Kalamazoo College has changed the way it calculates grade-point averages so that only an A, not an A- as has been the case, is worth a 4.0, MLive reported. An A- will be worth only 3.67. In another change, there will be separate vales for grades of B+, B and B- (3.33, 3.0 and 2.67, respectively). Previously, all three B grades were worth 3.0. Officials said that the college made the change not out of concerns about grade inflation, but to help students applying to graduate schools. Some graduate schools were recalculating Kalamazoo G.P.A.s because its prior system is not widely used.
In today’s Academic Minute, Christopher Nomura of the State University of New York College of Environmental Science and Forestry explains the discovery of a new weapon in the battle against bacteria. Learn more about the Academic Minute here.
Faculty members at Transylvania University have voted, 68 to 7, no confidence in President Owen Williams, The Lexington Herald-Leader reported. Faculty members object to the president's refusal to grant tenure to two faculty members who had passed reviews and who, faculty leaders said, had performed the work they had been told would assure tenure. Professors also criticized the president's management style. Trustees responded with a unanimous vote expressing confidence in Williams.
In today’s Academic Minute, Andrew Marsh of the University of Warwick reveals how nanodiamonds could help keep your energy costs down and your laundry sparking white. Learn more about the Academic Minute here.
Pro-Israel students at McGill University are protesting a plan to give an honorary degree on Thursday to Judith Butler, co-director of the Program of Critical Theory at the University of California at Berkeley, The Montreal Gazette reported. Butler is a major figure in literary and feminist scholarship, but she is controversial because her activism for the Palestinian cause extends to support of the movement to boycott Israel, a movement that critics see as equivalent to calling for the destruction of Israel. Ilana Donohue, co-president of McGill Students for Israel, said: "She’s an accomplished scholar, but her views on Israel would be quite disturbing to many students. She doesn’t believe in a Jewish state and we want other schools to think twice before giving her awards because it offends students." Christopher Manfredi, dean of arts at McGill, said Butler is being honored for her scholarship, and that the university supports freedom of expression even if "comments are controversial or considered objectionable by some."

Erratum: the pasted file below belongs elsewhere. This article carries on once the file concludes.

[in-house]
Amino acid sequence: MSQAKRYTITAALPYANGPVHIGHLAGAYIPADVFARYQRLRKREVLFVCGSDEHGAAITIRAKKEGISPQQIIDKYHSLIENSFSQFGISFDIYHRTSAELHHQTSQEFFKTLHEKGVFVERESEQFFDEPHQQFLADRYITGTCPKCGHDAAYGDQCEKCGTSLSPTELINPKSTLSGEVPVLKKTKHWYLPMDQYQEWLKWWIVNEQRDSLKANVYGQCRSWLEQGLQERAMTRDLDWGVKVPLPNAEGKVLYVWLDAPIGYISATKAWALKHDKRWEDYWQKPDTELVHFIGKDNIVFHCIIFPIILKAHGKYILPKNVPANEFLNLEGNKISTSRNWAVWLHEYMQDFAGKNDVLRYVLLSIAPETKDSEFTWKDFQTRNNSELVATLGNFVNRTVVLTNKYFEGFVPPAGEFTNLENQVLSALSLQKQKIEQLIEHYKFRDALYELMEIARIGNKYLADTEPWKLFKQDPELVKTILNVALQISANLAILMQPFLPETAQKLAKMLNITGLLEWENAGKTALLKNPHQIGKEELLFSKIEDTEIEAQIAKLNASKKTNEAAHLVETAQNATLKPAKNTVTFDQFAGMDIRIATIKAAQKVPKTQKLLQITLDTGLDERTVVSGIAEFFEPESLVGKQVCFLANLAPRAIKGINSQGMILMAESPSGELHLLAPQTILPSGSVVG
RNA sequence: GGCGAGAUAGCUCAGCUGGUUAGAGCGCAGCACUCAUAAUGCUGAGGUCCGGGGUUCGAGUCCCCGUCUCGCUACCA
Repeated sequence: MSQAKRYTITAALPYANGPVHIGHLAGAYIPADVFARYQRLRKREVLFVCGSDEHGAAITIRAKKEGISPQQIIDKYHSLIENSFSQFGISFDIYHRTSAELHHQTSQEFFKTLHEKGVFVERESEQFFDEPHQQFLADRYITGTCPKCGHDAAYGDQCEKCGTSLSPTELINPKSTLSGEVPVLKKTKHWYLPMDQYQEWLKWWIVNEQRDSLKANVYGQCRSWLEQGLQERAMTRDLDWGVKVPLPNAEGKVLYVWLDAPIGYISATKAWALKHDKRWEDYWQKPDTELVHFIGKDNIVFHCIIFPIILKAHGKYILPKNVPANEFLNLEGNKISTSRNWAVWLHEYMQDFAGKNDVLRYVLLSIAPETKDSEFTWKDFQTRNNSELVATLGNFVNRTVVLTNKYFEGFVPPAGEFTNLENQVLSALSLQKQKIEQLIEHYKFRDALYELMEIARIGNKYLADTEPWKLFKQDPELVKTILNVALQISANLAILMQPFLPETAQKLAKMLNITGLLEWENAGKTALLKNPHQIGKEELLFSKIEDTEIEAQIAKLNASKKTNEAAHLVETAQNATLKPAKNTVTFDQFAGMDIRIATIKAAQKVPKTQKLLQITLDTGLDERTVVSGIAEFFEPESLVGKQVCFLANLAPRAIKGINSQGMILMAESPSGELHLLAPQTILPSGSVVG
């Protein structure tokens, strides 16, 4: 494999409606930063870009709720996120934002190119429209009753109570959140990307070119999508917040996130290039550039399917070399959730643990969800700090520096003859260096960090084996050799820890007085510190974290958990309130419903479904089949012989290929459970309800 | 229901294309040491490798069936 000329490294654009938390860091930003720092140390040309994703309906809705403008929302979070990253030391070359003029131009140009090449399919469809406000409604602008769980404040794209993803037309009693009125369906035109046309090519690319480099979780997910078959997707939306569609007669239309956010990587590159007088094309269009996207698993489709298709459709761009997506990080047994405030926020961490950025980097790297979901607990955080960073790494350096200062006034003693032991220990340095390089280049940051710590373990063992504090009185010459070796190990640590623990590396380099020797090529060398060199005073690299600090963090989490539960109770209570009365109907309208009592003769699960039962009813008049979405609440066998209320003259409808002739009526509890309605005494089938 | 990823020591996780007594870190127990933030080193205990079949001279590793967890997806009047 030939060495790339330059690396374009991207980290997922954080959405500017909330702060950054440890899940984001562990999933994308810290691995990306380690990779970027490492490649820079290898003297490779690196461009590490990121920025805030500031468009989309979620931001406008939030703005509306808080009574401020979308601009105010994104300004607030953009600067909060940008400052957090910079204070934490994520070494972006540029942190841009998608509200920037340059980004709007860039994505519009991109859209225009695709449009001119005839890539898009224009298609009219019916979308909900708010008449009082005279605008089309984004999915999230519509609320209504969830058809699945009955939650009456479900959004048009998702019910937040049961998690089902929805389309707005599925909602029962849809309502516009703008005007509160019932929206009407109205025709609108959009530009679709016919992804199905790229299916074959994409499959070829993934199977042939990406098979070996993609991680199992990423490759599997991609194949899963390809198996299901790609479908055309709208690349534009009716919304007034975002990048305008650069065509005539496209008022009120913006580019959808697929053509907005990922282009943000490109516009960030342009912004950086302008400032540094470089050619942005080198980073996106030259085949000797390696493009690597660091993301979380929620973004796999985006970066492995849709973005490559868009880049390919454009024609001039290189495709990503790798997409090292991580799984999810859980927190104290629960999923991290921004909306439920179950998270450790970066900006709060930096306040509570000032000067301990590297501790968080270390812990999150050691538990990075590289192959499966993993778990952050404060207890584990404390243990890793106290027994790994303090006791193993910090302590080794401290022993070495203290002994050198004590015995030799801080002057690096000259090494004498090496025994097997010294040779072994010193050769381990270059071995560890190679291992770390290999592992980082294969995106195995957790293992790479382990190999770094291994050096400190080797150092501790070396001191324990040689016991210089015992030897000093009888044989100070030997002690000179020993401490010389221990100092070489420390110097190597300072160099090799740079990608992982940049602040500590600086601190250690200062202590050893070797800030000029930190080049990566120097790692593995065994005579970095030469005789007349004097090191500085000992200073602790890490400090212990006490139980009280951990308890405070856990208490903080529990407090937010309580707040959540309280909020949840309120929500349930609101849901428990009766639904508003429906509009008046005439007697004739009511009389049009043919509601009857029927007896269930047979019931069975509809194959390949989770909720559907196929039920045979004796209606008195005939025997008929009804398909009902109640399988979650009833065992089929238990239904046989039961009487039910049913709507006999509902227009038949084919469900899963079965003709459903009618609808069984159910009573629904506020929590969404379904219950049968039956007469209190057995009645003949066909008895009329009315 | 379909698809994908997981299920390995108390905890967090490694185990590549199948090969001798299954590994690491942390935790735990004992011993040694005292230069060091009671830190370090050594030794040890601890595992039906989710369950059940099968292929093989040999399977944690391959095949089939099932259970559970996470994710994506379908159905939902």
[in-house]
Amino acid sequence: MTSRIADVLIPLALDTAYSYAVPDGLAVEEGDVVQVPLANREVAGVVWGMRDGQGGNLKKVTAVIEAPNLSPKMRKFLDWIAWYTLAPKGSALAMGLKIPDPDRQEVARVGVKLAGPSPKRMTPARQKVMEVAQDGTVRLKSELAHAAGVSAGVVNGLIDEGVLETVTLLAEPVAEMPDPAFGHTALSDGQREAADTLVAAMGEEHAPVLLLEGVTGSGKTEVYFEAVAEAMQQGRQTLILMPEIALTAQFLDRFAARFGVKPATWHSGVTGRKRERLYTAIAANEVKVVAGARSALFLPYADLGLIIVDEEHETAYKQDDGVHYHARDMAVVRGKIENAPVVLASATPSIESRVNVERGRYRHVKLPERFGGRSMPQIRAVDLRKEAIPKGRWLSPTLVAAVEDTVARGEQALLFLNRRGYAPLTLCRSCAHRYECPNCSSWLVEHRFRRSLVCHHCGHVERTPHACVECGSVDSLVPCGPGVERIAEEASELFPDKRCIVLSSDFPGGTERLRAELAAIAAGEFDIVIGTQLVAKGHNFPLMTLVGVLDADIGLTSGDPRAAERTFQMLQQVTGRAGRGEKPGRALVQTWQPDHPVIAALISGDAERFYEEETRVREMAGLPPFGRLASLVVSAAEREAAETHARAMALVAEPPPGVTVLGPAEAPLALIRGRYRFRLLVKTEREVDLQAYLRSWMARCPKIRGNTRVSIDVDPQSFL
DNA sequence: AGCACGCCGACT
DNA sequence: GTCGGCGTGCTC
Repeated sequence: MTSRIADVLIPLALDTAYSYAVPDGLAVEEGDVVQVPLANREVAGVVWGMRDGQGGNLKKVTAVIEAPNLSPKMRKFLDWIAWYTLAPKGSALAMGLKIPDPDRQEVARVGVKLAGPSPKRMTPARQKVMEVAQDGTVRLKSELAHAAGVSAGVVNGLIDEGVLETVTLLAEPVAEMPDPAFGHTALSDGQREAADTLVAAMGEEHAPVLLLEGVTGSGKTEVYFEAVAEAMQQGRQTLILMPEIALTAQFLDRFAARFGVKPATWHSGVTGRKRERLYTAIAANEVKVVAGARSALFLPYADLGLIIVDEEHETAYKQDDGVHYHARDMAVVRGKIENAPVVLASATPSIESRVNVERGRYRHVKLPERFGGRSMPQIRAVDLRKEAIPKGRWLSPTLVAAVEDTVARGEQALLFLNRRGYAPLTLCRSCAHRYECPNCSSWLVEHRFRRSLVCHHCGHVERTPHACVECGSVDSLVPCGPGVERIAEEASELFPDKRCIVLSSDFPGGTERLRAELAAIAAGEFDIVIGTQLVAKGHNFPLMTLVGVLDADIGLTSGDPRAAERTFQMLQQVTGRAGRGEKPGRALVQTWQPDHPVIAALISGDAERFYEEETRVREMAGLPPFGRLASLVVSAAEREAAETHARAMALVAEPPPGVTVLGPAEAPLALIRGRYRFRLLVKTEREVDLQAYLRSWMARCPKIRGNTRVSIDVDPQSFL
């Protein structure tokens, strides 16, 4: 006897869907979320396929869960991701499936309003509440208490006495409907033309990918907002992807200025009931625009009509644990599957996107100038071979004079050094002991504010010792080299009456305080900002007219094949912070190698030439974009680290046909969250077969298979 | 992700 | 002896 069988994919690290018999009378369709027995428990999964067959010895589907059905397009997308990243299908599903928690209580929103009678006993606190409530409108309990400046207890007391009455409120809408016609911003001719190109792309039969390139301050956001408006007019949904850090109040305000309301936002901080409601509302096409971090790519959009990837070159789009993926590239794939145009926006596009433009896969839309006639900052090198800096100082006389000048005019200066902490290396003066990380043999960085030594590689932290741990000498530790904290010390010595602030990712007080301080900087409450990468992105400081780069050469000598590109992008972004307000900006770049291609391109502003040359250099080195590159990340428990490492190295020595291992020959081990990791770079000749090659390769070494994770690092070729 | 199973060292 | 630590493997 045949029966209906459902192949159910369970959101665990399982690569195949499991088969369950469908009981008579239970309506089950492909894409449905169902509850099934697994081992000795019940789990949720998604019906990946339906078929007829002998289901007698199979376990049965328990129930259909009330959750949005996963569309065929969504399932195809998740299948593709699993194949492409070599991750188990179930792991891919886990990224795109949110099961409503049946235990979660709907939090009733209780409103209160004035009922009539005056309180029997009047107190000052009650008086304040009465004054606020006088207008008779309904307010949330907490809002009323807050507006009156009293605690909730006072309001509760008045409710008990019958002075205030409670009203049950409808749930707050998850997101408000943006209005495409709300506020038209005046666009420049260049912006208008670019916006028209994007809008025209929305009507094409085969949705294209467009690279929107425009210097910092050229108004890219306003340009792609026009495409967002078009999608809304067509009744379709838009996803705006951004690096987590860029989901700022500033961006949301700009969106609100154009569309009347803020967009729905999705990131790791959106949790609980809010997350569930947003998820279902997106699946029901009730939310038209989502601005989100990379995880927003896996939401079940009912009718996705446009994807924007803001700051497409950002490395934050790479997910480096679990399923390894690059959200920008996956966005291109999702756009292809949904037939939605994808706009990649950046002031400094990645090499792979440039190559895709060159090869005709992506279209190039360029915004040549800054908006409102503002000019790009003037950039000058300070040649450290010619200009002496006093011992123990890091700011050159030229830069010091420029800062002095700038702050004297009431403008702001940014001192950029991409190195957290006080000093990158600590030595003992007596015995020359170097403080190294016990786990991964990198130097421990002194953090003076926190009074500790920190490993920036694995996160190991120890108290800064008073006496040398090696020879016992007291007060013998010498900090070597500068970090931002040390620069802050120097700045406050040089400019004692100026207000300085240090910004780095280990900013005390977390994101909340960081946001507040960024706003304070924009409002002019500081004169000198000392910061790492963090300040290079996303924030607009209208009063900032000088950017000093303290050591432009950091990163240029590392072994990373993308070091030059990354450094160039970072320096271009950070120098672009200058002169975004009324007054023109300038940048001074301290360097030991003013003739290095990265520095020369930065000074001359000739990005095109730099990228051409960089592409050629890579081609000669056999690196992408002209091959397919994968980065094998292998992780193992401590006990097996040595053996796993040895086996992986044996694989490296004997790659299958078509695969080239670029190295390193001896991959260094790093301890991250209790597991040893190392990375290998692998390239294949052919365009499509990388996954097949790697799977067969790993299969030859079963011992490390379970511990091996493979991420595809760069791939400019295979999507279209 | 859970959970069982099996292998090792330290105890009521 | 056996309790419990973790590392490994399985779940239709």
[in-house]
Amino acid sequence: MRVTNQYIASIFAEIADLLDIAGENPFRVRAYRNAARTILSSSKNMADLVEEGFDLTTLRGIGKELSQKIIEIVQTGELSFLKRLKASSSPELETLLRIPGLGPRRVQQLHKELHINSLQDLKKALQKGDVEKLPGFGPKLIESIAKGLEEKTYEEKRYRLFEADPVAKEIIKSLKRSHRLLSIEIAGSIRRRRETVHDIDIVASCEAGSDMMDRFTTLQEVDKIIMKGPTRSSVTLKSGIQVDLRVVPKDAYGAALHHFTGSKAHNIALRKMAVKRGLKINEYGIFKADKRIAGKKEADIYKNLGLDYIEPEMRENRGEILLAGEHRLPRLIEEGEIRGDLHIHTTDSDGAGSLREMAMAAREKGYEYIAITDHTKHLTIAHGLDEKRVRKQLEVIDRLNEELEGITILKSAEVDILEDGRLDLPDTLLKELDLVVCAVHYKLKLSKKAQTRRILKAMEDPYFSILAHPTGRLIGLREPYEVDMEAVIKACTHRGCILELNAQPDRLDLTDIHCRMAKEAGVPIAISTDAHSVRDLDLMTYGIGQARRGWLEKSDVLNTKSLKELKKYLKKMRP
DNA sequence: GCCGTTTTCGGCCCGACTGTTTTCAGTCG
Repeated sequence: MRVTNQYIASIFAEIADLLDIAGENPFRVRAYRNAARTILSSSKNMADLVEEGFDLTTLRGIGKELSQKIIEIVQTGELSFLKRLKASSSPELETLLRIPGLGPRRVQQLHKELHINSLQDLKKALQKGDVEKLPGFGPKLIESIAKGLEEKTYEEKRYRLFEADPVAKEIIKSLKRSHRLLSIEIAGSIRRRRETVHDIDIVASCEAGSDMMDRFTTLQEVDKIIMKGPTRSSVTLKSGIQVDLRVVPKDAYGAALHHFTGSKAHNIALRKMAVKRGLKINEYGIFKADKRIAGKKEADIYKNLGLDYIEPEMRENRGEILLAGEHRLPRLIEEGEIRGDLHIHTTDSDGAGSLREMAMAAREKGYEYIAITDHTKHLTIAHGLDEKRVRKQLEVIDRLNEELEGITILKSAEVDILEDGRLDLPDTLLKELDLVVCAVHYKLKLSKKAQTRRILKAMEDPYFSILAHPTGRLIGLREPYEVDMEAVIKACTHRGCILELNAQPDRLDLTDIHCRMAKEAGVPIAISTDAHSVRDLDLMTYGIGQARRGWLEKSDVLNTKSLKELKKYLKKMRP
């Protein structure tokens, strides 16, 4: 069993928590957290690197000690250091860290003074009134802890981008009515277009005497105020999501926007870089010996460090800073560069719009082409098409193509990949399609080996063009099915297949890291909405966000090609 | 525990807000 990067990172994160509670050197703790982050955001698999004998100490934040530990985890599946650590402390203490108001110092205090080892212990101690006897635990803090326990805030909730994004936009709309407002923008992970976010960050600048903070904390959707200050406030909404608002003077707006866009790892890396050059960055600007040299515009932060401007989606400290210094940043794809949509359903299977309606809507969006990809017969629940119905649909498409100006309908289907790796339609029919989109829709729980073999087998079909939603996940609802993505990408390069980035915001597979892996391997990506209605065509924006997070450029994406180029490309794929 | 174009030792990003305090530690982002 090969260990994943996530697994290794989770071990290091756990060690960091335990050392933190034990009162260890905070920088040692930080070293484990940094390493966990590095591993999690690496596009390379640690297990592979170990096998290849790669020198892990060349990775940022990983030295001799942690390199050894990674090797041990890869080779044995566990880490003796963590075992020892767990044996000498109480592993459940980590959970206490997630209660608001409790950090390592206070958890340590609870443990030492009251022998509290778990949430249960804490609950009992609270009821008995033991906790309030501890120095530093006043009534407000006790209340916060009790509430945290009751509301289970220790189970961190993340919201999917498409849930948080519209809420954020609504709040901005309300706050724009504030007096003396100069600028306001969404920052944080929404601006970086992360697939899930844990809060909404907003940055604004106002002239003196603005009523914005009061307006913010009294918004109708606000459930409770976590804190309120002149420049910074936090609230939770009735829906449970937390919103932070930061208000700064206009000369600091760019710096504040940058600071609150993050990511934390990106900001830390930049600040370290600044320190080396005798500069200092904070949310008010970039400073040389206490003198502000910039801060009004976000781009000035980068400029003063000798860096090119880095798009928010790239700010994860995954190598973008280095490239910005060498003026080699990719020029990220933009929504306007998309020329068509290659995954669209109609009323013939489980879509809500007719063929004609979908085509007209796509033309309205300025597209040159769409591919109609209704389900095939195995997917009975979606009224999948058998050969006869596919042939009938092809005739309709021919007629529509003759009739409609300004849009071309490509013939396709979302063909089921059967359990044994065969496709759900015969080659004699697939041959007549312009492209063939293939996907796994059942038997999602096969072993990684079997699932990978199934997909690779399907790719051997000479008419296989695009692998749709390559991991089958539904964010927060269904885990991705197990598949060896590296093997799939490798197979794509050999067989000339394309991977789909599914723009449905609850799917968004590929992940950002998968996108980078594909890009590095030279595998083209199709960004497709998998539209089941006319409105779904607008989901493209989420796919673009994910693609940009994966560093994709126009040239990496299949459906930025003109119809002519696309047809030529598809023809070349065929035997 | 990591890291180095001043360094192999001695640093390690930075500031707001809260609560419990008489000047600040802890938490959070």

Faculty leaders at Marshall University are raising questions about athletic spending, particularly in light of budget cuts to academic programs, The Herald-Dispatch reported. Faculty members say that they have been promised for years that athletics would become self-supporting, but that it remains a serious drain on funds. Last year, the athletics budget was nearly $25 million, and 46 percent of that was financed through student fees or direct university support. Professors are asking why those funds shouldn't be used to minimize academic cuts. Pamela Mulder, a psychology professor, told the newspaper that athletics was helping "very few people and not remotely connected to the physical well-being of our overall student body." David Steele, Marshall's associate athletics director, said that the university spends less on athletics than many of its peers. He added: "We're part of the institution, and we have to work together to make it work."